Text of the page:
6. European fundamental freedoms are not negotiable: The European basic freedoms are seen as historical achievements, transforming single national states into one community. A balance of legal rights and duties must be maintained in all countries of Europe.
  7. Reforms are necessary: The European idea must be reformed in order to secure and strengthen the ongoing support of the Union by the people of Europe.
  8. Take mistrust seriously: Any concerns regarding the Union are to be taken seriously, and solutions have to be found, in order to restore the trust towards the future of Europe.
  9. Diversity and joint qualities: Maintaining the European identity includes the preservation of its regional and national diversity, which is understood as an enrichment.
  10. We all can, and should be a part of it: Pulse of Europe regards itself as an initiative which remains independent from any religious or political conviction, dedicated to the preservation of the European civil society.

The initiative considers itself independent from any political party.[1] With regard to the upcoming parliamentary elections in the Netherlands on 12 March, the presidential elections in France on 23 April, and the parliamentary elections in Germany on 24 September 2017 "until 12 March 2017, the last Sunday before the elections take place in the Netherlands, as many people as possible should gather in public, stand up for Europe and contribute to pro-europeans parties gaining the majority of votes."[1]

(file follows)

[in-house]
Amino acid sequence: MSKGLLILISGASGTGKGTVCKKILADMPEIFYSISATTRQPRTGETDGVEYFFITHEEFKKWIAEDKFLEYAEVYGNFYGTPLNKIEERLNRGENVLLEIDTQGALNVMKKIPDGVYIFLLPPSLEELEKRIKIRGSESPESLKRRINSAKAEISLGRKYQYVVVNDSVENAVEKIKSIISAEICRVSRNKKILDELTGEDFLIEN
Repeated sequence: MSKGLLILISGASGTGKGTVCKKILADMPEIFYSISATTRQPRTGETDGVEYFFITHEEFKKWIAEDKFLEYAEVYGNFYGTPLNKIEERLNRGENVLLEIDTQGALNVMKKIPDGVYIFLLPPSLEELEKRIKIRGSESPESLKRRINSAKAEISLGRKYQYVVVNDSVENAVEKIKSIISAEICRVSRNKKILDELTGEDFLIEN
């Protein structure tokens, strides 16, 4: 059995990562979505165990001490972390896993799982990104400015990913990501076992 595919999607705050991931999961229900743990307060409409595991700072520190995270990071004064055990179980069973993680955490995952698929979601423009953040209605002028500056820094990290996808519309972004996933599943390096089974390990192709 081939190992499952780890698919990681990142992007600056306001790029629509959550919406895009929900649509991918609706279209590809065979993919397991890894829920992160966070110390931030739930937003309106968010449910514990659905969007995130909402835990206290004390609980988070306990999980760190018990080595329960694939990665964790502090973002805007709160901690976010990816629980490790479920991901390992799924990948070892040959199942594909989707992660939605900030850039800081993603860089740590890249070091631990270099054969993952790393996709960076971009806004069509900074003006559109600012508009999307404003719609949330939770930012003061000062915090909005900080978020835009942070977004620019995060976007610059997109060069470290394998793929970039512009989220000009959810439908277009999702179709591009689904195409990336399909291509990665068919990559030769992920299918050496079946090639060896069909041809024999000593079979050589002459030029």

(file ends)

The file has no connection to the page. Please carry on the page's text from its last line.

Foundation and development[edit]

The citizen's initiative was founded by the German lawyers Daniel and Sabine Röder. Using their private network of friends and social media, they held a first public meeting in Frankfurt, Germany, by the end of November, 2016. About 200 people joined them.[2] Further demonstrations followed at weekly intervals in January 2017. On 5 February 2017, about 600 participants met in Frankfurt.[3] People in the German towns of Karlsruhe, Freiburg, and Cologne as well as in Amsterdam, the Netherlands, followed suit.[2] During February 2017, the numbers of individual participants, as well as of locations, was rising.[4]